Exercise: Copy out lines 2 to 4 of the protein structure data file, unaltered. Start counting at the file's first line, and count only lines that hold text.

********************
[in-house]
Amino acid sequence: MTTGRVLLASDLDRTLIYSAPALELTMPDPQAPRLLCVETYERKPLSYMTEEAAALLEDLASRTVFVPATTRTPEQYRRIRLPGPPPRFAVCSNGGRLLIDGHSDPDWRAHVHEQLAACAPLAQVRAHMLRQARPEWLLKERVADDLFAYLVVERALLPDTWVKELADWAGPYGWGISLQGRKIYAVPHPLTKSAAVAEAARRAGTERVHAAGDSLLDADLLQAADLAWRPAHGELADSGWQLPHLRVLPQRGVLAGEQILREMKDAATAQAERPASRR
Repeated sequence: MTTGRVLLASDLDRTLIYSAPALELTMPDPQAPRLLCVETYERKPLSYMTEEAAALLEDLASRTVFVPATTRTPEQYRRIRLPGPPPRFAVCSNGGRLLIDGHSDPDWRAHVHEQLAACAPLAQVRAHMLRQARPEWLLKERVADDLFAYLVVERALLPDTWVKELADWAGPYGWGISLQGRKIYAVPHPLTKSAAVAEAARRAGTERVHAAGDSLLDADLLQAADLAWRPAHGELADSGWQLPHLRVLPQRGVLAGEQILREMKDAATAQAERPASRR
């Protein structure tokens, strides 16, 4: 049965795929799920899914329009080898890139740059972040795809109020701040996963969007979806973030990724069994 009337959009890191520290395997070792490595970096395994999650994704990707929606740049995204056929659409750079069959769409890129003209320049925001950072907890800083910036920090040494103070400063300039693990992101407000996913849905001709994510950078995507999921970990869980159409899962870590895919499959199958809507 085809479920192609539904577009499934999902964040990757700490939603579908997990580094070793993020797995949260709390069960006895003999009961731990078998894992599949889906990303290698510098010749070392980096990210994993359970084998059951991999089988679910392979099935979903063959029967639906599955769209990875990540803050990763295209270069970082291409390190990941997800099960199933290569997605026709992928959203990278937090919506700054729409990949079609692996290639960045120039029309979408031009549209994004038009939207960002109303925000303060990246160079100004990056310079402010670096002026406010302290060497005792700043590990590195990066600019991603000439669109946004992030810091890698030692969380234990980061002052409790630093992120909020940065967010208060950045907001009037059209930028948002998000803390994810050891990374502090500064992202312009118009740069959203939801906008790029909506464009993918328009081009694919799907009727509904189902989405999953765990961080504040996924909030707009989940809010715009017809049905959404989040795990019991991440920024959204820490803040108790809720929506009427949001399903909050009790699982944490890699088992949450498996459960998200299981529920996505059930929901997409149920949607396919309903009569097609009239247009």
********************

Amino acid sequence: MTTGRVLLASDLDRTLIYSAPALELTMPDPQAPRLLCVETYERKPLSYMTEEAAALLEDLASRTVFVPATTRTPEQYRRIRLPGPPPRFAVCSNGGRLLIDGHSDPDWRAHVHEQLAACAPLAQVRAHMLRQARPEWLLKERVADDLFAYLVVERALLPDTWVKELADWAGPYGWGISLQGRKIYAVPHPLTKSAAVAEAARRAGTERVHAAGDSLLDADLLQAADLAWRPAHGELADSGWQLPHLRVLPQRGVLAGEQILREMKDAATAQAERPASRR
Repeated sequence: MTTGRVLLASDLDRTLIYSAPALELTMPDPQAPRLLCVETYERKPLSYMTEEAAALLEDLASRTVFVPATTRTPEQYRRIRLPGPPPRFAVCSNGGRLLIDGHSDPDWRAHVHEQLAACAPLAQVRAHMLRQARPEWLLKERVADDLFAYLVVERALLPDTWVKELADWAGPYGWGISLQGRKIYAVPHPLTKSAAVAEAARRAGTERVHAAGDSLLDADLLQAADLAWRPAHGELADSGWQLPHLRVLPQRGVLAGEQILREMKDAATAQAERPASRR
């Protein structure tokens, strides 16, 4: 049965795929799920899914329009080898890139740059972040795809109020701040996963969007979806973030990724069994 009337959009890191520290395997070792490595970096395994999650994704990707929606740049995204056929659409750079069959769409890129003209320049925001950072907890800083910036920090040494103070400063300039693990992101407000996913849905001709994510950078995507999921970990869980159409899962870590895919499959199958809507 085809479920192609539904577009499934999902964040990757700490939603579908997990580094070793993020797995949260709390069960006895003999009961731990078998894992599949889906990303290698510098010749070392980096990210994993359970084998059951991999089988679910392979099935979903063959029967639906599955769209990875990540803050990763295209270069970082291409390190990941997800099960199933290569997605026709992928959203990278937090919506700054729409990949079609692996290639960045120039029309979408031009549209994004038009939207960002109303925000303060990246160079100004990056310079402010670096002026406010302290060497005792700043590990590195990066600019991603000439669109946004992030810091890698030692969380234990980061002052409790630093992120909020940065967010208060950045907001009037059209930028948002998000803390994810050891990374502090500064992202312009118009740069959203939801906008790029909506464009993918328009081009694919799907009727509904189902989405999953765990961080504040996924909030707009989940809010715009017809049905959404989040795990019991991440920024959204820490803040108790809720929506009427949001399903909050009790699982944490890699088992949450498996459960998200299981529920996505059930929901997409149920949607396919309903009569097609009239247009």